He needs £3,000 to set his future in shipping and help the widow of the man he killed in the war. She needs £2,000 to gain her independence from men. With her mathematical genius, together they can work the gaming hells to fund their dreams. In A Gentleman Undone, Cecelia Grant's second book, she has once again taken an oft-used plot and given it some unique twists.
The Blackshear family is not very wealthy and as the youngest son Will needs to make his own way in the world. As with most younger sons, Will joined the army and fought against Napoleon's forces. He felt responsible for each and every one of his men, so when he finds one of his men wounded, and barely breathing in a ditch, Will carries him to the nearest hospital. When that surgeon refused to help the soldier, Will carried him to three other surgeons hoping to save his life. Alas, none of them would help a paralyzed man who was barely alive. Blaming himself for the man's death and promising to help out his wife and son, Will immerses himself in the hells looking for some quick blunt.
Lydia Slaughter is a courtesan who enjoys sex. Her current protector enjoys dragging her into dark, secluded places for sex. On one such occasion Will happens upon them and can't take his eyes from the sight of Lydia enjoying herself. Sitting on her protector's lap while they are playing cards, Lydia naturally takes over his hand once he falls asleep, and starts winning. After being fleeced of nearly £200 Will confronts Lydia about her cheating. Lydia knows percentages and how to count cards, as Will and Lydia continually cross paths at the gaming table she eventually comes up with the idea of them teaming up to get the funds they need.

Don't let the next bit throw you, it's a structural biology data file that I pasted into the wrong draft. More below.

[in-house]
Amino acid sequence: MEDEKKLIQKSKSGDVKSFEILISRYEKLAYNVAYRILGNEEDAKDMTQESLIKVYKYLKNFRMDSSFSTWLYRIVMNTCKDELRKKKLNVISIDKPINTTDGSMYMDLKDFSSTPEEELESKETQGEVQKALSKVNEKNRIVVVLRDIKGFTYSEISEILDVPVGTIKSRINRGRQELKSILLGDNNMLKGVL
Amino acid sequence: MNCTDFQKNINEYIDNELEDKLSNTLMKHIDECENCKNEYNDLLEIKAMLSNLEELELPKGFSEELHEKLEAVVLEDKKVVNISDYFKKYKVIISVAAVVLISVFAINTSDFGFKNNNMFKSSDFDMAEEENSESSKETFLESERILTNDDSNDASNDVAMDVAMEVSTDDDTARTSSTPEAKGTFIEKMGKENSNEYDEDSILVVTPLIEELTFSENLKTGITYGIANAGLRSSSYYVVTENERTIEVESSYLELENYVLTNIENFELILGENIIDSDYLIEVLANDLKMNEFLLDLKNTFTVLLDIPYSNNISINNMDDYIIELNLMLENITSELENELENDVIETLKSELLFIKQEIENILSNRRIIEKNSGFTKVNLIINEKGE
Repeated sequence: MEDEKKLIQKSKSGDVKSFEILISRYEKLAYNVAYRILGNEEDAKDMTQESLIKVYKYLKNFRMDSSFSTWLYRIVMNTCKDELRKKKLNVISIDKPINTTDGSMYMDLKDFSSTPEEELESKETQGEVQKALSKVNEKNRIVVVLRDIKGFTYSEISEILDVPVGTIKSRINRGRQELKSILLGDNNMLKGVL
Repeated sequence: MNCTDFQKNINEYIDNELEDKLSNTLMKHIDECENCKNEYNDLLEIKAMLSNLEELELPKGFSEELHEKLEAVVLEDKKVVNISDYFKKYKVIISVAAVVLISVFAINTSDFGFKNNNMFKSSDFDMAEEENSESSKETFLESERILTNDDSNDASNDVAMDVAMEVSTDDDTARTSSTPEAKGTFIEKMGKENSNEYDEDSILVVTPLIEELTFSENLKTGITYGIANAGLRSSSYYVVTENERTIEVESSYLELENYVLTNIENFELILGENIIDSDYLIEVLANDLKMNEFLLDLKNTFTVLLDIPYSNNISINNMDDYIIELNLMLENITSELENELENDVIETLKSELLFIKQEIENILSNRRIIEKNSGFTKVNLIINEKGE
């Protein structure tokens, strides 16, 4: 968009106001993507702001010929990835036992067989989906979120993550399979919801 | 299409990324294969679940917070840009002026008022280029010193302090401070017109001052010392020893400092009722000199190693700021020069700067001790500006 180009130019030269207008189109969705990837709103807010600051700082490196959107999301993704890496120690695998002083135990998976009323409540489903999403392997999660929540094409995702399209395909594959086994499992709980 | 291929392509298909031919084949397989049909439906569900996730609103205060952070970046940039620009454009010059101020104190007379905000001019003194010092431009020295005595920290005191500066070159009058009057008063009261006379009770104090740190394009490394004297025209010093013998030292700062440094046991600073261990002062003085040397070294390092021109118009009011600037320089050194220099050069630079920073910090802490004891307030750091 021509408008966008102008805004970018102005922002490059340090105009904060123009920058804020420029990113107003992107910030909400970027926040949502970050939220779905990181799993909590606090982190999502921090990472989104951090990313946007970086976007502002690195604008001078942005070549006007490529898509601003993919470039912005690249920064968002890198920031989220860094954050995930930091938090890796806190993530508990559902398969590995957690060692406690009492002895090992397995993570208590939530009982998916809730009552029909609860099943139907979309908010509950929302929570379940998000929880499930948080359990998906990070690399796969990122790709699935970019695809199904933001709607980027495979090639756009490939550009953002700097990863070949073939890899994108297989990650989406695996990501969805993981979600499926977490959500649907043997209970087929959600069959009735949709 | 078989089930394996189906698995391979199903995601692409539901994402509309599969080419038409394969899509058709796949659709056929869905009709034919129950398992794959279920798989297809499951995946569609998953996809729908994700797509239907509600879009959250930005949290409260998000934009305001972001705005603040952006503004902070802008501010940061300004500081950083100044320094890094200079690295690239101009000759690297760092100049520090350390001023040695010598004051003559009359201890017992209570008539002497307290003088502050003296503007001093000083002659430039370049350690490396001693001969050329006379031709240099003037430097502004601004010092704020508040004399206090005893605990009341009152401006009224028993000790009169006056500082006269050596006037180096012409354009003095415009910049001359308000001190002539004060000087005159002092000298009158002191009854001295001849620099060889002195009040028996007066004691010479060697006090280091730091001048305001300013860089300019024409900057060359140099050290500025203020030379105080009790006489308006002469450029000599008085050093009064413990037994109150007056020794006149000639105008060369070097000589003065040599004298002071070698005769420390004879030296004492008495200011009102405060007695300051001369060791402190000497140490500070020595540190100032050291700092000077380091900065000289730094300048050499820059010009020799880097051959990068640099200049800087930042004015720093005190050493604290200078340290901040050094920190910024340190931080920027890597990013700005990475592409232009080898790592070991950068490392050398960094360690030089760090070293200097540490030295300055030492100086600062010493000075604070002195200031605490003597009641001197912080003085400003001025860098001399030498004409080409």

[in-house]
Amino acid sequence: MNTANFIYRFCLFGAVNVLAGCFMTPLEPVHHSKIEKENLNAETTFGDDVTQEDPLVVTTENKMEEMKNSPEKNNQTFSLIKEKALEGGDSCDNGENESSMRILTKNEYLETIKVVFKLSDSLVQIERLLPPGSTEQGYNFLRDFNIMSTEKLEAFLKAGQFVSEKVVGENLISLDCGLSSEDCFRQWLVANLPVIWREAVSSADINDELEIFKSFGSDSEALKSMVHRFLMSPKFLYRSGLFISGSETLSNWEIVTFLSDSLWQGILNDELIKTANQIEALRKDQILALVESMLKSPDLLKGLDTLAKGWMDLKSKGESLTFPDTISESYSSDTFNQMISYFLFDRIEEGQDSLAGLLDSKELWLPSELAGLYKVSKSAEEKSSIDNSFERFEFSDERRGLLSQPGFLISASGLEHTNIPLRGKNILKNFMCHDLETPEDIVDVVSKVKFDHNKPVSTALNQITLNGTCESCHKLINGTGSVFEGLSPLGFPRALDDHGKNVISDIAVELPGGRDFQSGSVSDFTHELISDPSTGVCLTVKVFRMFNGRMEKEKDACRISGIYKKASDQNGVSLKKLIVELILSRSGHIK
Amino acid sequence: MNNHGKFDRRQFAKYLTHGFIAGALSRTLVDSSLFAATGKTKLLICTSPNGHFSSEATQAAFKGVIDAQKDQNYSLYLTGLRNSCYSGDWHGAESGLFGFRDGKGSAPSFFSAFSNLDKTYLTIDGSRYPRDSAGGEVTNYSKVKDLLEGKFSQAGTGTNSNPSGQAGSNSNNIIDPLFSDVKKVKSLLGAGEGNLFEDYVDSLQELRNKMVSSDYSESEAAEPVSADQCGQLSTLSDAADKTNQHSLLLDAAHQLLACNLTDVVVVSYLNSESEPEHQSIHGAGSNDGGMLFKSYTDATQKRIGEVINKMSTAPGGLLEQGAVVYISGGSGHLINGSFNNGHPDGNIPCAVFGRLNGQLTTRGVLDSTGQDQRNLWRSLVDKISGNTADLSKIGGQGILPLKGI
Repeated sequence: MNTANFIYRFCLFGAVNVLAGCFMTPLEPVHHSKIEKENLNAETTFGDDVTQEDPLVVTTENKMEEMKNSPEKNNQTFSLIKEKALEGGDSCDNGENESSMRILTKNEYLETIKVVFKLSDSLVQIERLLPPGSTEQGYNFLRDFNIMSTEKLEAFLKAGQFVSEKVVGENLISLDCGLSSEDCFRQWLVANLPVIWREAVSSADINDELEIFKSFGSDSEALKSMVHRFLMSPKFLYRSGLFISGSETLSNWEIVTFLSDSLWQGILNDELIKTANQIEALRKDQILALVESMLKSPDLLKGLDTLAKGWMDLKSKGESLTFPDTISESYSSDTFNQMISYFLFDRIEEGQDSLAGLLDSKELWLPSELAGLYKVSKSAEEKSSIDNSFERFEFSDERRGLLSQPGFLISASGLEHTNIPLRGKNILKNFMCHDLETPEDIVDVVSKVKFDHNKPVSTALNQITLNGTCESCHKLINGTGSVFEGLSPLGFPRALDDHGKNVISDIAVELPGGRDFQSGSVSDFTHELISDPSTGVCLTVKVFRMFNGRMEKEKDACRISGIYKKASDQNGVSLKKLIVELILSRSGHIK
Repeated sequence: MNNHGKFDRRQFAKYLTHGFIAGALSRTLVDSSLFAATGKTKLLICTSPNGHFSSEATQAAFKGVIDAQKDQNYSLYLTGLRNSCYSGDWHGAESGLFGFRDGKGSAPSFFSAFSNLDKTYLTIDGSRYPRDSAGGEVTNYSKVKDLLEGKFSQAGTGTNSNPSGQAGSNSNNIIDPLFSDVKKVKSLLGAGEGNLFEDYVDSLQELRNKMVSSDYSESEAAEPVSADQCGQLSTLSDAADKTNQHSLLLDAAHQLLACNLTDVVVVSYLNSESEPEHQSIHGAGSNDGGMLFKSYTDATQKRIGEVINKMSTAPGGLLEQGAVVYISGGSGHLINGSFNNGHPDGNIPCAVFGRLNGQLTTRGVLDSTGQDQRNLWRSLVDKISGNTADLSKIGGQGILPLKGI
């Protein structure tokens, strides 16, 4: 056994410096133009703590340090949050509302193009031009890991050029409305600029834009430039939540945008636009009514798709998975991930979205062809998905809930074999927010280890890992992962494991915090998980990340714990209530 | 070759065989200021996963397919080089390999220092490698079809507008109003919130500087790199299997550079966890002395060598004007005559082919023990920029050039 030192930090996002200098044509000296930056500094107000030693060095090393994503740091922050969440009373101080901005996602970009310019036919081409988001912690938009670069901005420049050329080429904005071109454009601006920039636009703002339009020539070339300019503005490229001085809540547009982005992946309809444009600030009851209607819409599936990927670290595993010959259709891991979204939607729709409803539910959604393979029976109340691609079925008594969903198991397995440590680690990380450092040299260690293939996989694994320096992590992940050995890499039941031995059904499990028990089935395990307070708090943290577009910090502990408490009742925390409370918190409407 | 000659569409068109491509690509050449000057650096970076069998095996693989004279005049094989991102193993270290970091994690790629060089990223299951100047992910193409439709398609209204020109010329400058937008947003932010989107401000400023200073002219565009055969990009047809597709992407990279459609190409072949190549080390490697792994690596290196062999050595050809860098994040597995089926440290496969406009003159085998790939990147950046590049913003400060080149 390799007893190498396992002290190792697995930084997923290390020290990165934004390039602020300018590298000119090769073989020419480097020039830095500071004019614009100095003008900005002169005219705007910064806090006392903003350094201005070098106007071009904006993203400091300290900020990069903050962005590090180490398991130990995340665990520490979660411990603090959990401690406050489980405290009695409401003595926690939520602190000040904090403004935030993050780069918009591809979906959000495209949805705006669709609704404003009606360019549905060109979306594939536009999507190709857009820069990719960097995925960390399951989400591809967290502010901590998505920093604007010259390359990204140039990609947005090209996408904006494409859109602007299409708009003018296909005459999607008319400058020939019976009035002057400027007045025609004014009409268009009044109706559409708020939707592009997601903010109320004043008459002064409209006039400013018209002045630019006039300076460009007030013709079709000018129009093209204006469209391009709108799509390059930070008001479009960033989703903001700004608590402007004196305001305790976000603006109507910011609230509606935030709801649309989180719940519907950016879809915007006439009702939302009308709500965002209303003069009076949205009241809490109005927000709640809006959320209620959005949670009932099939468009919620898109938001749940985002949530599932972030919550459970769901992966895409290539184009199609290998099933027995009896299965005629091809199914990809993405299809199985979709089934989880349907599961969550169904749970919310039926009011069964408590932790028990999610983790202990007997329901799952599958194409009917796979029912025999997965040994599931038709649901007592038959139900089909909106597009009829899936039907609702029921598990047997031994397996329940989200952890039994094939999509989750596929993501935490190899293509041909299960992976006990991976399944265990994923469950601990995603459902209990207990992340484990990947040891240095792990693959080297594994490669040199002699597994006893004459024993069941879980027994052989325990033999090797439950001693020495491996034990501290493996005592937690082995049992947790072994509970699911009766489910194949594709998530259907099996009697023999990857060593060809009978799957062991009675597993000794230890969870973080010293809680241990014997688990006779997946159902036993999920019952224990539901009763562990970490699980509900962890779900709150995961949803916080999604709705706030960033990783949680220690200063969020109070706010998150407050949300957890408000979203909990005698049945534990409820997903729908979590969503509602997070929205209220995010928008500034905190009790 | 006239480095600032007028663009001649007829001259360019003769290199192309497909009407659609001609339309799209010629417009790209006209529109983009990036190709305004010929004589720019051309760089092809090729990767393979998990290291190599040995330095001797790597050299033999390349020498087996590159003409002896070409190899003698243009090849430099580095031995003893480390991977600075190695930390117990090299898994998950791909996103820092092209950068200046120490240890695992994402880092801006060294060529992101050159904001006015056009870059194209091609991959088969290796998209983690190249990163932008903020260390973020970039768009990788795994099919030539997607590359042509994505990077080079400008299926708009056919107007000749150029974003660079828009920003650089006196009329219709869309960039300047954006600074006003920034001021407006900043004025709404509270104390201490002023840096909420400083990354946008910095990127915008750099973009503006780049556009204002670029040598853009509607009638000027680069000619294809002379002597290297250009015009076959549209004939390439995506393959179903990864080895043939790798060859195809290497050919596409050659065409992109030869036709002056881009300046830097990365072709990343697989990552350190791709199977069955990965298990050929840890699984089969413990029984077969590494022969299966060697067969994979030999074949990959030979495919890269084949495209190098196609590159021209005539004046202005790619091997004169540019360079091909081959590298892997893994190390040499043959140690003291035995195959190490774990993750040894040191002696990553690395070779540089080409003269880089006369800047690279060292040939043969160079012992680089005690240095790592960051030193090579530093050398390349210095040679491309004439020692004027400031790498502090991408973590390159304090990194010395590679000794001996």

A Gentleman Undone did not strike the emotional chord in me that Cecilia Grant's debut book did, but I thoroughly enjoyed the pairing of Will and Lydia. Once again we have a heroine who won't allow herself to be hurt again by love. She has lost everything she once cared about, and now survives at the whims of men. In the end, she finally learned to put other's needs before her own in a truly selfless act. It was refreshing to see a courtesan heroine who enjoyed sex, and not just in desperate straits.
Will blames himself for that soldier's death, even though he went through hell trying to save him and believes he has lost his soul. He has mostly distanced himself from his brothers and sisters because he cannot face them anymore than he can face himself. Will could feel himself falling for Lydia, yet still tried to keep his distance knowing that she belonged to another. I look forward to seeing what Cecelia Grant brings us in the future. This new author has a way with words and plots that I really like and she is now on my auto-buy list. Don't miss A Gentleman Undone this summer, and if you haven't already read her debut book, A Lady Awakened, run out and get it now.
Reviewed by: Valarie Pelissero